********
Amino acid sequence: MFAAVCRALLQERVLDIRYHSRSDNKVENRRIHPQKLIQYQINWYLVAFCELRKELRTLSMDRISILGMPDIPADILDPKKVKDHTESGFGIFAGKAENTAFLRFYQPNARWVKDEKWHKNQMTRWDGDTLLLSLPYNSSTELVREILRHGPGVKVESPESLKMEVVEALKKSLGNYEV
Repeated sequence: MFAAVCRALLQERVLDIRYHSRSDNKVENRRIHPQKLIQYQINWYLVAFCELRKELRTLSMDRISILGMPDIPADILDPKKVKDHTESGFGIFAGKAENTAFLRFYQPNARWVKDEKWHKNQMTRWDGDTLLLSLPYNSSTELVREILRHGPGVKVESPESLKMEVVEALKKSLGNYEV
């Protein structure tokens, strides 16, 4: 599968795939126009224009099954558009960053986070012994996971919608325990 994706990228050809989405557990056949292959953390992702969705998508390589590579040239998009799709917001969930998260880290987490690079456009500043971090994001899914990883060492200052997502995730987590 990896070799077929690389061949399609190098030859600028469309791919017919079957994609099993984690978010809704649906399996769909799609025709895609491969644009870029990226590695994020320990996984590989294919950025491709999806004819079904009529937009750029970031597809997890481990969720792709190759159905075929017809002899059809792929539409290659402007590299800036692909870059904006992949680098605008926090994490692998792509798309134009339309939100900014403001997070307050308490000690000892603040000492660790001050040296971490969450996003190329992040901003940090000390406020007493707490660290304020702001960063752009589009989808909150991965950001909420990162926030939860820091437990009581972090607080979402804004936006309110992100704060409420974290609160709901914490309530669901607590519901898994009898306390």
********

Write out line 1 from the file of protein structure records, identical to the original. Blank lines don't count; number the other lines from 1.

Amino acid sequence: MFAAVCRALLQERVLDIRYHSRSDNKVENRRIHPQKLIQYQINWYLVAFCELRKELRTLSMDRISILGMPDIPADILDPKKVKDHTESGFGIFAGKAENTAFLRFYQPNARWVKDEKWHKNQMTRWDGDTLLLSLPYNSSTELVREILRHGPGVKVESPESLKMEVVEALKKSLGNYEV